Anhedonia, anyone?

. currently battling anhedonia,defined as the inability to experience pleasure from activities usually found enjoyable, e.g. exercise, hobbies, work, music, sexual activities or social interactions, i am looking for tips from others who have been able to overcome this on how they made it work.

Anhedonia is one of the symptoms of depression and i am already on antidepressants which take good care of some of the other symptoms of my depression except this and some others.

this condition i find very irritating because my intelligence level and ability to comprehend are affected by it. It is particularly hard to engage my working memory so I engage more in activities that only require muscle memory. It is hard to think as my mind is stuck in some kind of fog and trying to push through is pretty uncomfortable to do.

i am waiting to get preauthorization for vyvanse, the drug I have used in.the past to overcome this problem. my diet consists of brain foods.particularly nuts and I also take supplements suggested to help improve brain health.

I am interested in learning how others have been able to clear that fog in their own lives.

8 Replies

  • Oh gosh, I am so sorry but I have no advice. This SAME thing is actually happening to me as well. It is like being trapped in a fog bubble, isn't it? I am also looking forward to seeing the other replied you receive. You are NOT alone in this, that is for sure.

  • *replies, not replied

  • i am still working with various doctors to fight out what to do about this. I can't work/read/think/do anything that requires mental strength.

  • First how long has this been going on? Secondly did this occur when you stopped taking vyvanse? Many times Depressive disorders effect executive functioning (add/adhd similarities) which is why so many people benefit from stimulants.

  • To me when I had experienced that numbing fog, it was because I wasn't fully loving myself and being me. I was so focused on everyone else, the problems that seemed so intruding and loud, what I "should" be doing and a conglomeration of so many other useless and exhausting things I thought I just should be doing. I'd slowly created a wall and barrier in my mind that kept me blind and numb. Part of the recovery was putting me first and figuring myself out. I started therapy and the main focus was getting myself out of the shell, and purging out my problems, and asking myself what I like and don't like. The fog, doesn't go away immediately, it takes time. As long as you chip away at it, every day, with positive thinking, self love, and what would be "fun" activities even if you don't necessarily feel anything from it. Even forcing yourself to laugh and smile may help. You're slowly reprogramming your mind, you're planting good seeds that down the road, deep down, will sprout forth and give you new life inside and the ability to feel again. That is what worked for me. I pray you find your path to recovery with ease. You're doing well!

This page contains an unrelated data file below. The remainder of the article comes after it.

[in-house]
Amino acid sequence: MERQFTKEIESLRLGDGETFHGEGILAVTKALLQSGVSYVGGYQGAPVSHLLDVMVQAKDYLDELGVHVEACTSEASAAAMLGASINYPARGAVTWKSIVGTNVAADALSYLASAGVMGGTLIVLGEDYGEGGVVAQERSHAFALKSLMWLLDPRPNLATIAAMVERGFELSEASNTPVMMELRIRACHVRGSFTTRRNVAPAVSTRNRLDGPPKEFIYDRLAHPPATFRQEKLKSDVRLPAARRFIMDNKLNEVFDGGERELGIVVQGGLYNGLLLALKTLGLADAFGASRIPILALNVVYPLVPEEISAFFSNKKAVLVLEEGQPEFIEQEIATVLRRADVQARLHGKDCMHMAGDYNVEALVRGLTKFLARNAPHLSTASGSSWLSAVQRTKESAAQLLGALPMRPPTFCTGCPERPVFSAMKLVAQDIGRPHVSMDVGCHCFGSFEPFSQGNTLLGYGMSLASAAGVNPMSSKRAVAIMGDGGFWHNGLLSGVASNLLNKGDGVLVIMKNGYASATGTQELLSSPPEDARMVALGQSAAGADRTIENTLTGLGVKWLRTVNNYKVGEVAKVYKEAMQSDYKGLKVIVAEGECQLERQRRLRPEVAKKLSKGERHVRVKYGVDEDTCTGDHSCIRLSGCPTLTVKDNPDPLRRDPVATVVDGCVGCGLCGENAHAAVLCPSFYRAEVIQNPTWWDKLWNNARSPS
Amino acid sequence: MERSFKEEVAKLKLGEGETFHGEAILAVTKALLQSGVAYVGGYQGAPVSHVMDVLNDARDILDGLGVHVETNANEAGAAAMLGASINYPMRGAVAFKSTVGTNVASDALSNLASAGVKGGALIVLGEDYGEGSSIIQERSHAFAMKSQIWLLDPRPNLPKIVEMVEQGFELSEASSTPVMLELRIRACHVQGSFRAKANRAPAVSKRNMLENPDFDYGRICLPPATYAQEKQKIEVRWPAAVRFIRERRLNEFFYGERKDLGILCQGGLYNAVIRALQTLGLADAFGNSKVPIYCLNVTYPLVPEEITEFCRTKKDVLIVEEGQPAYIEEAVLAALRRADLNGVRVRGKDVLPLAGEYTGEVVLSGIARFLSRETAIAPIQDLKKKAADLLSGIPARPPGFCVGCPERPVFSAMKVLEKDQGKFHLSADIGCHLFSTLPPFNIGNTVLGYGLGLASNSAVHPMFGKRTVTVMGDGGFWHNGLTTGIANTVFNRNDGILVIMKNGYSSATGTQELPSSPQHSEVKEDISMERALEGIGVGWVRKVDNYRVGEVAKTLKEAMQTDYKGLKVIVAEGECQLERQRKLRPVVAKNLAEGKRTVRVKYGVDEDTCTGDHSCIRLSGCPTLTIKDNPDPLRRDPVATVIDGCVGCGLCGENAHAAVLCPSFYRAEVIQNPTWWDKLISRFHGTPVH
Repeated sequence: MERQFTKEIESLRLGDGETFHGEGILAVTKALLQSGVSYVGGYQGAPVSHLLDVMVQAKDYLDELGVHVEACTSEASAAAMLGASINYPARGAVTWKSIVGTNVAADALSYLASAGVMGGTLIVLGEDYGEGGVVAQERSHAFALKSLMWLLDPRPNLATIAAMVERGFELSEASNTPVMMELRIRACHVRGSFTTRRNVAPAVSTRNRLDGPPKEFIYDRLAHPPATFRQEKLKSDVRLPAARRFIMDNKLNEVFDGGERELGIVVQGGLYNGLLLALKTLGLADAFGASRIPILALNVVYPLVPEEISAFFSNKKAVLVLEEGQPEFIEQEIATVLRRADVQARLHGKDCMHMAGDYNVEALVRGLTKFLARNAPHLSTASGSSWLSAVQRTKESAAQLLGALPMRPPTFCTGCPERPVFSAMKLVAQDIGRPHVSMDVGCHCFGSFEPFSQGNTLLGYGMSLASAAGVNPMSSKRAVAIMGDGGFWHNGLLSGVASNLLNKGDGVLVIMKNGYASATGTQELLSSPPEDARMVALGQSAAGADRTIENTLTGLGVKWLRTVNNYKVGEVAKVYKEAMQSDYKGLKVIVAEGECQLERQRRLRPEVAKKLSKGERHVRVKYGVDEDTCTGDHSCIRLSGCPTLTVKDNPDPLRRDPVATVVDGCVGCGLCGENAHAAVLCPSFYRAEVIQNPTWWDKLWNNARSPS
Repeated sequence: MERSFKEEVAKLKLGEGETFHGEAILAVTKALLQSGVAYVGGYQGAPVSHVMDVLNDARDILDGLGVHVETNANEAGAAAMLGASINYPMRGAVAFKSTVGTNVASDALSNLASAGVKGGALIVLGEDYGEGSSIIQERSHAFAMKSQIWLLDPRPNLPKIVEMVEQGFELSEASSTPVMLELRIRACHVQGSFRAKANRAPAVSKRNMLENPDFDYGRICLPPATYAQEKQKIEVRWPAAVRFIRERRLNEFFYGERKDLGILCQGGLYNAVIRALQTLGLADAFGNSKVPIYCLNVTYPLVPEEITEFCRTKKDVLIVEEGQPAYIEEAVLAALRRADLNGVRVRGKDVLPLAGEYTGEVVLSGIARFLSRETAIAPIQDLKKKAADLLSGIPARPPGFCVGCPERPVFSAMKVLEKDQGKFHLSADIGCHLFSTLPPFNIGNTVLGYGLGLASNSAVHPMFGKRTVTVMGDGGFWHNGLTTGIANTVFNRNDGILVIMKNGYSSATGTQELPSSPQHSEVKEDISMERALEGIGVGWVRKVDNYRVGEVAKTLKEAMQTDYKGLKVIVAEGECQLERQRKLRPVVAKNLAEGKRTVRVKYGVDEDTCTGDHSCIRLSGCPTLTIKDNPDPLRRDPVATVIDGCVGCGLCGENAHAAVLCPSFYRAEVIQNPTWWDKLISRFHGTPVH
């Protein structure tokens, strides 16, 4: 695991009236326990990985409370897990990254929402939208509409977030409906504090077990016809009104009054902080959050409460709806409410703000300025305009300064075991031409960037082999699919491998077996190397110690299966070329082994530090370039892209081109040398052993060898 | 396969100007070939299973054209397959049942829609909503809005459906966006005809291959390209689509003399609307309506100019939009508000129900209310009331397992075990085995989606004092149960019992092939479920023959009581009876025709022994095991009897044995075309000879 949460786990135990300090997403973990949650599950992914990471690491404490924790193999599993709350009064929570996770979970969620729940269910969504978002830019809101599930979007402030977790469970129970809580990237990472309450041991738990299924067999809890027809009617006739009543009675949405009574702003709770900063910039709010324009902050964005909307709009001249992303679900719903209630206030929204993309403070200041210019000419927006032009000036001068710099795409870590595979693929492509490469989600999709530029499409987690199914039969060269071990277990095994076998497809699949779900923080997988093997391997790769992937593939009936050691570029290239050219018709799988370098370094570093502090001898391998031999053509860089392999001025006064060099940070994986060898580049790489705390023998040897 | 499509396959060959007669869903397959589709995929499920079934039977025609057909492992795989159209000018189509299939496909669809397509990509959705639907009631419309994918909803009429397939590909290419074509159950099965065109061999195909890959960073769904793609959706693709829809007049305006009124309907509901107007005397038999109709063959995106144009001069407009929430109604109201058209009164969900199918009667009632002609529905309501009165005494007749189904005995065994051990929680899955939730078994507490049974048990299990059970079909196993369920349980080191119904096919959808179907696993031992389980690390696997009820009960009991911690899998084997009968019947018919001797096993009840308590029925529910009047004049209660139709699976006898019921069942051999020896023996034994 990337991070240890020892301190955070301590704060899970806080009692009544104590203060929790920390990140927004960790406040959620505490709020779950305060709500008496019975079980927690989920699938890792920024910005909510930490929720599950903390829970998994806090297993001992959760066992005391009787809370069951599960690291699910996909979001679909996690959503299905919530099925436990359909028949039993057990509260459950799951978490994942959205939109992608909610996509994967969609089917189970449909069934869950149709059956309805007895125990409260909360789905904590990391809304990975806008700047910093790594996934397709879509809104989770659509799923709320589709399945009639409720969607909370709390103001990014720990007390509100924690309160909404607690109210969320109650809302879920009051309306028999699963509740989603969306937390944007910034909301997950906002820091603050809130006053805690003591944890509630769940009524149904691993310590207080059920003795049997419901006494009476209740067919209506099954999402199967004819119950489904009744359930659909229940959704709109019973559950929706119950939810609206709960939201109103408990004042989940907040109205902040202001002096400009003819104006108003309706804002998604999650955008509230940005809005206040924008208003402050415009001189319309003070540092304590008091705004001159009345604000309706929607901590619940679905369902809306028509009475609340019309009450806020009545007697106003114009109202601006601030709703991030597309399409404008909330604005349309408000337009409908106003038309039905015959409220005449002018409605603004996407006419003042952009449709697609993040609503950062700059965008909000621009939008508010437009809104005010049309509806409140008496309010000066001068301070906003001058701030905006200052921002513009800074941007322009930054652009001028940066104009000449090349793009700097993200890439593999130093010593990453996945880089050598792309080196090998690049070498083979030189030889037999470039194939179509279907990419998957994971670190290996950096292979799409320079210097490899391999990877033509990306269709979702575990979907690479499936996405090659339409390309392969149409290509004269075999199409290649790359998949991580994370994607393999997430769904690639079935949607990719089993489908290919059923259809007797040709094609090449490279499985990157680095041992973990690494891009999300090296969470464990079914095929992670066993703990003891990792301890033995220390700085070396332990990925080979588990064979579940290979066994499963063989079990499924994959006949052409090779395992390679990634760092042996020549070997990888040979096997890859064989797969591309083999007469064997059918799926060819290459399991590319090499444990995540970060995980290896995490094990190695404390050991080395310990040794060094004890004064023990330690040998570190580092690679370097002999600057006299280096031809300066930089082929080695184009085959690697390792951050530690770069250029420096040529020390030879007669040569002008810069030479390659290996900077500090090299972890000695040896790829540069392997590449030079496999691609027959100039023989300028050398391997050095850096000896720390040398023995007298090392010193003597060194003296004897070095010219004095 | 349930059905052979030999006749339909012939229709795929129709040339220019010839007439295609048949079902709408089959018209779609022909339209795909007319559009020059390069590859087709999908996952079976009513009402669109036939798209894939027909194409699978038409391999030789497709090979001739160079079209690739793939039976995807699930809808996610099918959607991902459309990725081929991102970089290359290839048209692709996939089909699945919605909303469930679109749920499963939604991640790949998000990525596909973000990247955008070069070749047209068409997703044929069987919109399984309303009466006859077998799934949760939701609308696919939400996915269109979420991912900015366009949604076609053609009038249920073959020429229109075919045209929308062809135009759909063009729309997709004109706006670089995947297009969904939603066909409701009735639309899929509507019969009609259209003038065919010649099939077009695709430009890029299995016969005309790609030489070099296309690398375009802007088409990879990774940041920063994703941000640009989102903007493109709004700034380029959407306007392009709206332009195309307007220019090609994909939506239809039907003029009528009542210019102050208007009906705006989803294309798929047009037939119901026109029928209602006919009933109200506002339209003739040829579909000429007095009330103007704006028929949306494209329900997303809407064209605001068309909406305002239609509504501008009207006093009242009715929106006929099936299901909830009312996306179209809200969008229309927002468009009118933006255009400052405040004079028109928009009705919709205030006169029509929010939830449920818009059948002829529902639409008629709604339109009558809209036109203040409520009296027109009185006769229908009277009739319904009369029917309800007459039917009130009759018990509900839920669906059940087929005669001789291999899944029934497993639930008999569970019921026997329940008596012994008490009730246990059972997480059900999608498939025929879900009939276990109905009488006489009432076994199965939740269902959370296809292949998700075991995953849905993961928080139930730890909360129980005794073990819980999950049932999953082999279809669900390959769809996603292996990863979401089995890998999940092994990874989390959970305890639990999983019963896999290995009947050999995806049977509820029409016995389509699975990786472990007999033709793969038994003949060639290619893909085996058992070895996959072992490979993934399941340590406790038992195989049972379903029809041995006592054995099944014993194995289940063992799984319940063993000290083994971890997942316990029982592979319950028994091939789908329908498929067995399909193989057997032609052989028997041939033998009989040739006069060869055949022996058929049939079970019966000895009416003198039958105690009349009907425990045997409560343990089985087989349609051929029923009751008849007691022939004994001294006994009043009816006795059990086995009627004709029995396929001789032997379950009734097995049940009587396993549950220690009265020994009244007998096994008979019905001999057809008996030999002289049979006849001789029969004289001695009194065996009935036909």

• i wish i could say my situation is similar but i am afraid it is not. ☹

  • "It is hard to think as my mind is stuck in some kind of fog and trying to push through is pretty uncomfortable to do."

    This is the first time I've heard anyone explain that. I never knew how to put it into words and I didn't know it was a symptom of depression. I feel relieved actually, I thought I was just dumb lol.

    I used to be a musician but I had to stop because it is required to think while you play and I was always unable to do that because of this feeling. Thank you.

    Also I hope you get some good advice, I'll be reading the other comments to see for myself as well.

  • Yes people forget the cognitive symptoms of depression which can be: difficulty concentrating, impaired/distorted thinking, distractibility, forgetfulness, memory loss, indecisiveness, reduced reaction time, etc. which makes things much harder for us all!

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